For Lease in Pacific Heights

According to a query of over 1,400 active listings for apartments in San Francisco and Oakland, including one-off rentals as well as units in larger developments, the weighted average asking rent for an apartment in San Francisco is currently running around $4,100 a month, which is 5.6 percent below the weighted average asking rent at the same time last year and 7.9 percent below a peak of closer to $4,450 in the fourth quarter of 2015.

In Oakland, the weighted average rent for an apartment is currently running around $2,550. And while that’s still not cheap, it’s roughly 5 percent cheaper than at the same time last year and 8.4 percent below its peak in the fourth quarter of 2015 as well.

41 thoughts on “S.F. and Oakland Rents Have Dropped 8 Percent”
  1. Are rent prices an accurate leading indicator for home purchase prices? I know the two generally correlate, but does rent lead the way?

    1. All things being equal, they should correlate since they are substitute for each other on demand side, and the rent is the ROI for the price on the supply side. They certainly did correlate since the great recession. And rent should lead price since rising rent forces renters to buy. But accurate? probably not. There are so many other factors and the change in rent won’t have an effect on the price unless the change is lasting.

    1. “Striking” or refusing to rent your units at the peak is/was ridiculously stupid. Rent control costs you nothing when rents are dropping. And how hard is it to get a tenant to leave when they are paying over market rent? You can still pass through CPI increases even when market rents are dropping if you want to force the issue.

  2. FWIW, I’ve re-rented units in SF last month that got the same price as they did in late 2015. No increase, no decrease. Less applicants, but ultimately, same price.

    1. That’s probably because your units were reasonably priced to begin with. The unit next door to mine was left empty for 8 months. They raised the price last summer and then returned it back to 2014 level in the fall. It finally got rented yesterday. And it was just about the most reasonably priced apt in the city too. Meanwhile, I’ve been seeing a few kickass deals on 2 br units throughout the city.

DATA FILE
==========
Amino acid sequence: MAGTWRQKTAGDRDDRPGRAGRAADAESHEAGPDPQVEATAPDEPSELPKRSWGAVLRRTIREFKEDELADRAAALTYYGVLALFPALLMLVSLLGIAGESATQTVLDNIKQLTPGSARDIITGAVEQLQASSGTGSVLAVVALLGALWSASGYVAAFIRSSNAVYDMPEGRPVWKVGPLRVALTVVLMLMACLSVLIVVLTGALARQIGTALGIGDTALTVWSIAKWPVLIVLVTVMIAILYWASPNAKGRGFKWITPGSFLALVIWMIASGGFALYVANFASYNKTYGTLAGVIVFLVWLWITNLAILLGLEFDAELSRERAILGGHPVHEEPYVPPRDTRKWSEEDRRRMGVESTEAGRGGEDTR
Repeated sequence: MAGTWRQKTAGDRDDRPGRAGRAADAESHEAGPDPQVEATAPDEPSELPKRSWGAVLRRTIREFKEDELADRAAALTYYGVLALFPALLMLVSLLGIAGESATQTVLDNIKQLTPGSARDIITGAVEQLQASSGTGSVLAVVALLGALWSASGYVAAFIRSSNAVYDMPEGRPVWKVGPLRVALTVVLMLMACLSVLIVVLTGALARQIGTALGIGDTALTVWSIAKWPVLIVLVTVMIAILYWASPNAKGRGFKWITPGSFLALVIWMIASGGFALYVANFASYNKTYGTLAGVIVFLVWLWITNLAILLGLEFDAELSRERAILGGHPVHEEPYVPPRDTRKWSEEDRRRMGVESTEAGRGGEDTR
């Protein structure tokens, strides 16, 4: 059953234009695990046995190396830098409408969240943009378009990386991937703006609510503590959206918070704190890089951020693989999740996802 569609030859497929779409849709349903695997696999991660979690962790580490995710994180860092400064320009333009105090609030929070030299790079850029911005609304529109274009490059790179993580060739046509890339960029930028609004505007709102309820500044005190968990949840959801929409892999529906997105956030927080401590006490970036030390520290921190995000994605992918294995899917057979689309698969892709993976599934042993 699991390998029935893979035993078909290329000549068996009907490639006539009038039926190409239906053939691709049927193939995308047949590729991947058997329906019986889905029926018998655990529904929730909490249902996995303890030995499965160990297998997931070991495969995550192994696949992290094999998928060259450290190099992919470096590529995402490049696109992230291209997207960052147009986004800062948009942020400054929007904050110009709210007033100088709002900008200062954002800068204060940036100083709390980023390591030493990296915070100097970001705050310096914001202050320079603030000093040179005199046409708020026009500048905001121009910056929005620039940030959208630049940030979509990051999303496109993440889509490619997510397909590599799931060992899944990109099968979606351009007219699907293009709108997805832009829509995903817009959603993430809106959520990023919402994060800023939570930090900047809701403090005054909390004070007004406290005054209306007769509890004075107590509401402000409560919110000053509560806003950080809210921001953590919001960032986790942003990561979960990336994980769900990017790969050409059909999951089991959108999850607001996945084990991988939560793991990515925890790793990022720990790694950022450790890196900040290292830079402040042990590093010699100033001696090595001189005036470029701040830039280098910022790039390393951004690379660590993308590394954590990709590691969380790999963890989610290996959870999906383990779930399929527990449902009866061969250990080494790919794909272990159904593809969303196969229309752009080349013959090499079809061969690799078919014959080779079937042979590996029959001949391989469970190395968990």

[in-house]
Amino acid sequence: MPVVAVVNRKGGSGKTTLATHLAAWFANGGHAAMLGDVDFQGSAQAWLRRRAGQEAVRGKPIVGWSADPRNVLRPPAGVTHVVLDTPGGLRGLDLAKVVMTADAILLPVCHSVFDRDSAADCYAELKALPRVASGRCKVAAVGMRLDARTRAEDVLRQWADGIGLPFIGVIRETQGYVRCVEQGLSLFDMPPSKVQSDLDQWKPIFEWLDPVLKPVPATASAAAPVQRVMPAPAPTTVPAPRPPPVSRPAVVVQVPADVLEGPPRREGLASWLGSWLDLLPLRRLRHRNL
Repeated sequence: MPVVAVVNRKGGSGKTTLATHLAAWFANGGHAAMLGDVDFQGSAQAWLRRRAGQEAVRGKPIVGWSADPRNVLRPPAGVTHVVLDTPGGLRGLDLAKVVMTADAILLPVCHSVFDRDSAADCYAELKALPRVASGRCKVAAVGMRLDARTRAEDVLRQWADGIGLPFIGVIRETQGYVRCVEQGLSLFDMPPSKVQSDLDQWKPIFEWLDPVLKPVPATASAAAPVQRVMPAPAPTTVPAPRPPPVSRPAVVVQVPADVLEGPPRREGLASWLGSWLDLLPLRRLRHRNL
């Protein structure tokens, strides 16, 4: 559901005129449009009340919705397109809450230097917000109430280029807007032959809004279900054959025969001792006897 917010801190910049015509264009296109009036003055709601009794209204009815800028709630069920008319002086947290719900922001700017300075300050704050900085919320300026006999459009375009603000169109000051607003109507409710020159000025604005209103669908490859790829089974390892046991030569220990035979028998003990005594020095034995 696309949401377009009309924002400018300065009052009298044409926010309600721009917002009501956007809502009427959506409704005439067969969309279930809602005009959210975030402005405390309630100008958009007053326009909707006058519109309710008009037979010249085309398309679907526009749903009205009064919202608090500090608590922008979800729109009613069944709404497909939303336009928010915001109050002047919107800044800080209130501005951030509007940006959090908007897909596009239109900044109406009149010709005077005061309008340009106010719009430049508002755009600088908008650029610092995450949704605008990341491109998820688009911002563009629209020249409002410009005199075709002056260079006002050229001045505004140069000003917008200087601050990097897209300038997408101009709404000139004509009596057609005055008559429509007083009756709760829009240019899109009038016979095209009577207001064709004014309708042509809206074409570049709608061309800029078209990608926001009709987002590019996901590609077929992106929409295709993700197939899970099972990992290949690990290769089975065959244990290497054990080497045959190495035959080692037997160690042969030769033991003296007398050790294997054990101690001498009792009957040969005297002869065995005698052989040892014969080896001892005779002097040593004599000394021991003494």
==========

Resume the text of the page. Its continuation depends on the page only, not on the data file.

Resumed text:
3. By itself its hard to say how significant this is. How have rents fared this past year in other metro areas? Are they generally down and, if so, does the rent fall-off in SF/Oakland closely match that of other metro regions?

    One wonders how much AirBandB and other such arrangements may be a factor in this. In my area a growing number of owners are renting out rooms to unrelated adults. One home close to me has 4 such adults renting bedrooms and sharing the living areas. Two of the individuals moved from apartments in SF to this arrangement and are saving a significant amount of money. .

    Beyond that, apartment developers will take this trend into account in whether they propose new projects and/or back out of existing entitled projects.

    1. I would think your AirBNB scenario would drive up rents, if anything, since they would be shrinking supply for the market of people who don’t want to just rent a room in some stranger’s apartment.

      1. Thanks for the link. One factor is clearly that rents have outpaced incomes in SF. There is only so much even a techie can cay or – increasingly important – is willing to pay.

        The median rent in Seattle is around 2200/month yet the tech salaries there are not too much less than in the Bay Area. Personally I know of a dozen well paid young techies who have got transfers out of the Bay Area or outright just moved out of the region without a replacement job in the past year and a half or so. Most of them could afford to pay the high rent but simply were unwilling to. Not to mention some of them had to pay extra for parking.

  4. Rent’s are bound to decline, especially in SF, where rent’s doubled in less than 5 years, but incomes didn’t.

  5. We’ve been renting in SF for the past few years as we decide where to live. We’re in a 3 bedroom home and our rent dropped 9% a couple of months ago without even asking. Before that it went up 7% two years in a row (we didn’t ask for that either).

  6. Sounds about right. Had an apartment in the Mission that rented for $2,950 in Aug 2015. Leased it for $2,750 in Jan 2017.

    1. Was this the same unit? If so, you had a tenant that moved out after only two years? Is this property under the Rent Ordinance? Have we reached a level with rents that even with the Rent Ordinance pricing controls we don’t have lifetime tenancy?